The question about alcohol, movies, and certain other “freedoms” actually ought not be a question of knowledge. Instead, the question needs to be one of Christian love. If you consider yourself to be a mature believer, you need to recognize that no simple pleasure here on earth is worth doing harm to another believer, even one who might have an overly strict view of a topic in your opinion. How could you ever argue that you are behaving in a way that honors God is you, for the sake of earthly pleasure, do something that tears down the fellowship of the local church or hurts another believer? The fact is, Christian love and kindness is far more important than food, drink, entertainment, or clothing. We ought not hesitate to give up things that might be OK in our opinion in order to make sure that we can be as loving as possible toward others in the church with whom we disagree.
Let me also add that the solution to this problem is not to simply choose to indulge your freedom when you think others are not looking. This leads to a life of sneaking down the aisles in your local grocery or video rental store, hoping that no other believer with a weaker conscience happens to see you. I’m sorry, but there is no way that you can do that out of Christian love.
As my parenthetical statement above indicates, I have not always taken the position here spelled out about issues of Christian liberty. I admit that freely, and I honestly have since had to repent of my attitude. My former position was one of selfishness rather than community, of knowledge instead of love. I Argued on behalf of pleasures and perceived rights instead of on behalf of unity in the body of Christ. Part of that argument came from a deep and right desire to call people away from legalism and to a biblically informed standard of living. I still make such a call. But I also make a call for Christians to live out of love, even when that love forces you to give up what your knowledge tells you may be OK. I am sure of this: no person will ever give up a freedom here on earth for the glory of God and the sake of his church who will not be rewarded with an infinitely higher pleasure in the kingdom of God that is coming.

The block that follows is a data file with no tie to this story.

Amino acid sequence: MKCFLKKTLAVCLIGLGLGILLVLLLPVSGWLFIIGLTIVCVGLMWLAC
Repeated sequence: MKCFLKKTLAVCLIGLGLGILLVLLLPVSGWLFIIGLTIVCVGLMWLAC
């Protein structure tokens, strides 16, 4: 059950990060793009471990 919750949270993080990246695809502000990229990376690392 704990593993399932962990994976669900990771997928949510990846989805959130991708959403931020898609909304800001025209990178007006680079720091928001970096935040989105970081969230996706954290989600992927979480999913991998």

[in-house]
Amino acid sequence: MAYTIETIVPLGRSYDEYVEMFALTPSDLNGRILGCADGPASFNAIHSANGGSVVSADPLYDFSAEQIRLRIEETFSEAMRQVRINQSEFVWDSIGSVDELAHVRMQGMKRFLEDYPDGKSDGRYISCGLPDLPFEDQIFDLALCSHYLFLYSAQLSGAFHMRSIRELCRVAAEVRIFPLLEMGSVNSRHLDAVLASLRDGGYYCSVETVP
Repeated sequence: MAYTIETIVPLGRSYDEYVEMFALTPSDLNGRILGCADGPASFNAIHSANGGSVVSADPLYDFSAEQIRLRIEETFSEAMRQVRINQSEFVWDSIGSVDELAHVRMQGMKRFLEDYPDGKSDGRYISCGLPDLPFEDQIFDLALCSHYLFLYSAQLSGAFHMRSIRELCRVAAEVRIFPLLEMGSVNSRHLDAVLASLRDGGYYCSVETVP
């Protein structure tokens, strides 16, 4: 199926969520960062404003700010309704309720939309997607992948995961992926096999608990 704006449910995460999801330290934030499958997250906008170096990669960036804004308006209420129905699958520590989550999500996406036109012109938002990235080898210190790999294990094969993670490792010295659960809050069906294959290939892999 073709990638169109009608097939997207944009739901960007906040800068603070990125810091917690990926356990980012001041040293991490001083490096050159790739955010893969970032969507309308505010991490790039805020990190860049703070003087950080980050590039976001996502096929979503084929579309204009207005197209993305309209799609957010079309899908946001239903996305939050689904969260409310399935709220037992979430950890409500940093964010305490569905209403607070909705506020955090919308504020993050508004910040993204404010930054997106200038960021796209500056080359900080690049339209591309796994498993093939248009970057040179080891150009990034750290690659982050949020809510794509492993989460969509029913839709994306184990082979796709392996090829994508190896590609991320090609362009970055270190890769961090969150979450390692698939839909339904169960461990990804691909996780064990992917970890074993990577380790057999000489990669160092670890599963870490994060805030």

So, ask yourself if you allow your knowledge to do harm to the body. Are you so smart that you hurt people? Do you swing your education or scriptural understanding around as a club, desiring to bash in bad beliefs? Do you indulge in freedoms that you actually have to hide in order to not offend others? Is your driving force for how you live knowledge or is it love and the glory of God? It is time to live for God’s glory, guarding with all your might the church, the bride of Christ. If that means that you or I get rid of things which give us temporal pleasure in order to better love others, let us do so with joy, looking forward to a far greater reward from our God.
Dear Lord, I confess to you that my attitude has not always been love before knowledge. I pray that you will forgive me for any moment in my past where I have flaunted freedoms or damaged others through what I would approve. I recognize that such living is not out of love. I thank you for showing me this in your word, and I ask that you will help me to always live for your glory and for the betterment of your church. Help me to willingly give up unnecessary freedoms if that will better help me to love others in your name. Also, please help the rest of your church to learn to live out of a God first and others next before self mentality. Help us to live lives of openness, feeling the need to hide nothing from one another because all we do is loving and glorifying to you.